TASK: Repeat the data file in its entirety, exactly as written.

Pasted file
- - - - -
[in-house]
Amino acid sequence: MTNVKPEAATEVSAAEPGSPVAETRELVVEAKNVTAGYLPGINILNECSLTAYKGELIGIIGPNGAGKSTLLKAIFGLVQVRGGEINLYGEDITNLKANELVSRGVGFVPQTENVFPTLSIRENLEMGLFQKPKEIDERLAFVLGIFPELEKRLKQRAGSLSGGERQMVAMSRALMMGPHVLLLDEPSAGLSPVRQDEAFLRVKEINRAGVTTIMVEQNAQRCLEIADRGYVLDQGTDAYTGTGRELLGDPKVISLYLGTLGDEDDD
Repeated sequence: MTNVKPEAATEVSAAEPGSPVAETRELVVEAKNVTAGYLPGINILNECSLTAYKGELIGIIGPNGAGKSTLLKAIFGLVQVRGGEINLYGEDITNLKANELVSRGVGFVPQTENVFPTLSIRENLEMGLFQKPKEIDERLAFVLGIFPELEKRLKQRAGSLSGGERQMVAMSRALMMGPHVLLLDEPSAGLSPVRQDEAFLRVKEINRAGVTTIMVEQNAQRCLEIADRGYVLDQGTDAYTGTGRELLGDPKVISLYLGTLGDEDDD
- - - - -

[in-house]
Amino acid sequence: MTNVKPEAATEVSAAEPGSPVAETRELVVEAKNVTAGYLPGINILNECSLTAYKGELIGIIGPNGAGKSTLLKAIFGLVQVRGGEINLYGEDITNLKANELVSRGVGFVPQTENVFPTLSIRENLEMGLFQKPKEIDERLAFVLGIFPELEKRLKQRAGSLSGGERQMVAMSRALMMGPHVLLLDEPSAGLSPVRQDEAFLRVKEINRAGVTTIMVEQNAQRCLEIADRGYVLDQGTDAYTGTGRELLGDPKVISLYLGTLGDEDDD
Repeated sequence: MTNVKPEAATEVSAAEPGSPVAETRELVVEAKNVTAGYLPGINILNECSLTAYKGELIGIIGPNGAGKSTLLKAIFGLVQVRGGEINLYGEDITNLKANELVSRGVGFVPQTENVFPTLSIRENLEMGLFQKPKEIDERLAFVLGIFPELEKRLKQRAGSLSGGERQMVAMSRALMMGPHVLLLDEPSAGLSPVRQDEAFLRVKEINRAGVTTIMVEQNAQRCLEIADRGYVLDQGTDAYTGTGRELLGDPKVISLYLGTLGDEDDD